Figure 6: (Color online) Normalized flux difference for two-component systems, as a function of . Inset: flux difference as a function of density and fluid velocity. Symbols are the same as in fig. 5.

Particles mixtures in microchannel flow confined between membranes. - An interesting configuration to exploit the separation of self-propelled particles of different self-propulsion velocities in microcapillary flow is shown in fig. 7a. It consists of two semi-permeable membranes spanned across the channel diameter at a defined channel segment. The membrane pores are assumed to be too small for the particles to penetrate, but large enough for the fluid flow to pass unhindered. Thus, in our simulations, the fluid flow is unperturbed compared to the open channel, while excluded-volume interactions are implemented for the self-propelled particles.

At the walls, the particles mostly move fast and upstream, which in the presence of the membranes leads to the accumulation of almost exclusively fast particles at the upstream membrane, as shown in fig. 7a and in movie3.avi. In the center of the channel, equidistant from the walls, both particle types are present and move downstream, but slow particles are more abundant. This leads to an accumulation of a mixture of particles that is enriched in slow particles at the downstream membrane. The competition of these two effects determines the precise distribution of particles along the channel, which therefore strongly depends on the system parameters. The intrinsic distribution of self-propelled particles in the channel also translates in the accumulation at the membranes, which is much more ordered upstream than downstream.

In order to quantify the separation, we compute the percentage of fast particles at a distance from the upstream-membrane, , and the percentage of slow particles at a distance from the downstream-membrane, , which is calculated using Eq. (Motility-sorting of self-propelled particles in micro-channels) with . Relevant quantities are also the total particle densities and in both regions. The dependence of the separation parameters and densities close to the membranes on the applied flow velocity is presented in fig. 7b for a mixture with and . In the absence of flow, there is no separation, , and both densities are equal to , which in this case is . By increasing the fluid velocity, the particles are increasingly pushed to accumulate at the downstream membrane, reaching a packing limit where neighboring particles can be slightly closer than the bead diameter due to the soft interaction potential. Interestingly, only fast particles are found at the upstream membrane for , while the largest proportion of slow particles is found at the downstream membrane for flow velocities a bit larger than .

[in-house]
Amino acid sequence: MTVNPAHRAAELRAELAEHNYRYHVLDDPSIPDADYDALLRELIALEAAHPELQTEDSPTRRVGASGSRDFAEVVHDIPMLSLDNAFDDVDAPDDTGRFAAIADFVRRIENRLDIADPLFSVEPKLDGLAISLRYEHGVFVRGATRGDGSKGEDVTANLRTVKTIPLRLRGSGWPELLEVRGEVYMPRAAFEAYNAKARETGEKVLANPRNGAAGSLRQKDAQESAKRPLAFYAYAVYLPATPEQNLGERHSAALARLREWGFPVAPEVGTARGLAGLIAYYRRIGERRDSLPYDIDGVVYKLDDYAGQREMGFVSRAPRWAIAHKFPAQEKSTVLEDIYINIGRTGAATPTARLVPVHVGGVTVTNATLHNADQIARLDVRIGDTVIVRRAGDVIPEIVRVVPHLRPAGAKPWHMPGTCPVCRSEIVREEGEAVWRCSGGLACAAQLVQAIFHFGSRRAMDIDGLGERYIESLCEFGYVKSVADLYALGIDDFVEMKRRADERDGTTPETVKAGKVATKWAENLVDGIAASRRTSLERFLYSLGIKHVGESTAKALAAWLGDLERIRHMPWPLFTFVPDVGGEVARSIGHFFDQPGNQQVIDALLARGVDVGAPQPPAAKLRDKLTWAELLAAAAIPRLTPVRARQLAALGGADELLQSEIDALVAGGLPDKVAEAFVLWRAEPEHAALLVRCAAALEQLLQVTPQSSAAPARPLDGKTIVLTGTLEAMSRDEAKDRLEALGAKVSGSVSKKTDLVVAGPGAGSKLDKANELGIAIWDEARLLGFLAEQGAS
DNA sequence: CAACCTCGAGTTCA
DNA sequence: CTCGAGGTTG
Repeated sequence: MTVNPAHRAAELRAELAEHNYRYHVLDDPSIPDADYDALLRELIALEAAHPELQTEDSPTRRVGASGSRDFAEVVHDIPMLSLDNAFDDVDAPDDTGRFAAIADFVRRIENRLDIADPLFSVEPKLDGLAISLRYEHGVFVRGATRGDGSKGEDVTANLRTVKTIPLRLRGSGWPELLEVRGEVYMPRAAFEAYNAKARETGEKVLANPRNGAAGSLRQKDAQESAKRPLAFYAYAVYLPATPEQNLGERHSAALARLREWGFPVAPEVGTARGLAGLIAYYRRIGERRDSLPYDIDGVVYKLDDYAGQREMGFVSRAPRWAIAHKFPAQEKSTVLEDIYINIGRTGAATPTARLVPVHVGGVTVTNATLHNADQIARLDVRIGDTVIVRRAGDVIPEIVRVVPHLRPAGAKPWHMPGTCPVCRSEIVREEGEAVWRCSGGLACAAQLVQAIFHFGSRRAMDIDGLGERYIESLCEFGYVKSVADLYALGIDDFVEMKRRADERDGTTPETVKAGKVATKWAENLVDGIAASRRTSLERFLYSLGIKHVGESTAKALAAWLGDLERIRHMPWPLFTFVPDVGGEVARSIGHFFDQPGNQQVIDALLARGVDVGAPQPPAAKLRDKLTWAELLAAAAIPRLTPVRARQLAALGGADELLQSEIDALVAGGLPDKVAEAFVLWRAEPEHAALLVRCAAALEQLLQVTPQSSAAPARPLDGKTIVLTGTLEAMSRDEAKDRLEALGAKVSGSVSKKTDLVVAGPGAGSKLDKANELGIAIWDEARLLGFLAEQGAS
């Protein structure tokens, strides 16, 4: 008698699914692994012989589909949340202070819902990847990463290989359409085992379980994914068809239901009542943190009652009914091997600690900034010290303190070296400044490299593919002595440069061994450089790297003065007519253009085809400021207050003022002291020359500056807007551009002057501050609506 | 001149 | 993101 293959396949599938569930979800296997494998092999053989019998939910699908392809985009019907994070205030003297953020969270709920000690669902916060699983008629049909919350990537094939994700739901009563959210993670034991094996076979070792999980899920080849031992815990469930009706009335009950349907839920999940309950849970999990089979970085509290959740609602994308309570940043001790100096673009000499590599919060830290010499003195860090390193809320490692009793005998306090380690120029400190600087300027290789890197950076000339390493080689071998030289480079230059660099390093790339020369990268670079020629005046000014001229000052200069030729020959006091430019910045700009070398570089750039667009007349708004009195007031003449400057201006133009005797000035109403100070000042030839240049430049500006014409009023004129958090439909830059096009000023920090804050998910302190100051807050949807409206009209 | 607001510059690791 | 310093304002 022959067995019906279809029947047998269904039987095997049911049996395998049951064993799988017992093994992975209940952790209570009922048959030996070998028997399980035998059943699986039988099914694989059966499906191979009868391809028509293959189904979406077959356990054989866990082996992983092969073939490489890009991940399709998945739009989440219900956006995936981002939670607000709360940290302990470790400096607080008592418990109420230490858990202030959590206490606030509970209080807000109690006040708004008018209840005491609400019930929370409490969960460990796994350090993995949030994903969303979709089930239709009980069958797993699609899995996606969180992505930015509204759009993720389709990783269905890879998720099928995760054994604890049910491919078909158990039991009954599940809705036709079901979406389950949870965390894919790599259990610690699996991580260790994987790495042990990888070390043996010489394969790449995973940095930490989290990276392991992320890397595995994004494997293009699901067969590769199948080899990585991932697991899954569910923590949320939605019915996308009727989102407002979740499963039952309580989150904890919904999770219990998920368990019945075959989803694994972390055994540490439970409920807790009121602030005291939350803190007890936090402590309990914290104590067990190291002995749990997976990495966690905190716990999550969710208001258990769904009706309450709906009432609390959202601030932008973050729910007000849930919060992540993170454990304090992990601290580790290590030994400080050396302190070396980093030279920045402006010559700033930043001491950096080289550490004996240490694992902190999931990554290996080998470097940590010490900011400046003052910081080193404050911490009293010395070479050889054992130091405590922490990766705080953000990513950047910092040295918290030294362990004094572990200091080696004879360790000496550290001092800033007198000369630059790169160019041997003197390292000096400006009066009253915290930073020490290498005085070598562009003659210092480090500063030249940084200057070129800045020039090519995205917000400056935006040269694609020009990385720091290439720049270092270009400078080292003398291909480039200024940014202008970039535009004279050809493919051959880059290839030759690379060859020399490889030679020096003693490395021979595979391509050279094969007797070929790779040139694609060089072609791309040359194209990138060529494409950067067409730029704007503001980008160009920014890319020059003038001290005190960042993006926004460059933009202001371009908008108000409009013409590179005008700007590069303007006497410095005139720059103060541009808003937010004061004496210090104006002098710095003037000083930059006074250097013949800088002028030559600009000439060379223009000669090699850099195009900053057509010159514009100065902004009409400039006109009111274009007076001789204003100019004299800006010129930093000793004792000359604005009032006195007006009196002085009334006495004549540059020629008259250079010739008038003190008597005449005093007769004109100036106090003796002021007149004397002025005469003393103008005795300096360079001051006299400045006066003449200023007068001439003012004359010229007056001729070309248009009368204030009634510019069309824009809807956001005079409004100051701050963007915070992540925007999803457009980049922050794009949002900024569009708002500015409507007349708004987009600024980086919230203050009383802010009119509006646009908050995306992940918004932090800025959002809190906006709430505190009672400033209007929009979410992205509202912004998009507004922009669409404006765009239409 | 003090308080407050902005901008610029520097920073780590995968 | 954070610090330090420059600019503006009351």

Figure 7: (Color online) (a) Simulation snapshot of a micro-channel with capillary flow () and confining membranes. Fast particles () are found upstream and slow ones () downstream. (b) Percentage of fast particles in the upstream quarter of the channel , and of slow particles in the downstream quarter as a function of . Total number densities in each quarters, and .

Conclusions. - The separation of run-and-tumble particles in terms of their motility in a microchannel has been studied. Slow particles are shown to be expelled by the fast neighboring particles from the wall into the bulk, which results in the spontaneous segregation of the two components. This mechanism can be of importance to achieve particle sorting, e.g., via a pipette or a microfluidic device. We have also investigated how the presence of a capillary flow in the microchannels affects segregation. In this case, since particles with different velocities have different fluxes, the fluid velocity can be tuned to segregate slow particles downstream and fast particles upstream. Separation always grows with the velocity difference, but the dependence on other parameters is less obvious. In the absence of flow, separation is maximized for low average particle velocities and intermediate densities. In the presence of flow, separation grows with fluid velocity, channel width, and density, while there is almost no dependence on the average particle velocity. Moreover, the separation of fast and slow particles in a channel with flow and membranes at its ends has shown to be the maximal for fluid velocities slightly higher than the slow-particle velocity. In order to ensure the generalization of our conclusions beyond the details of our model, we have performed additional simulations which show that the expulsion mechanism also occurs in mixtures of spherical particles, other swimming strategies like active Brownian particles, and in other confining geometries as the presence of obstacles. Qualitatively, the results are expected to persist in three dimensional structures, as is the case for a single swimmer in Poiseuille flow [23].

Our results should be of considerable theoretical and practical interest, because they provide new insights into active matter and non-equilibrium systems. Applications of these results can be envisioned for the development of multi-stage cascade microfluidic lab-on-chip devices, which could then be an alternative to the use of laser traps or other external fields, for sorting particles with different motilities.

We thank L. Angelani, R. Di Leonardo and A. Wysocki for very useful discussions. A.C. acknowledges partial support by the International Helmholtz Research School of Biophysics and Soft Matter (IHRS BioSoft).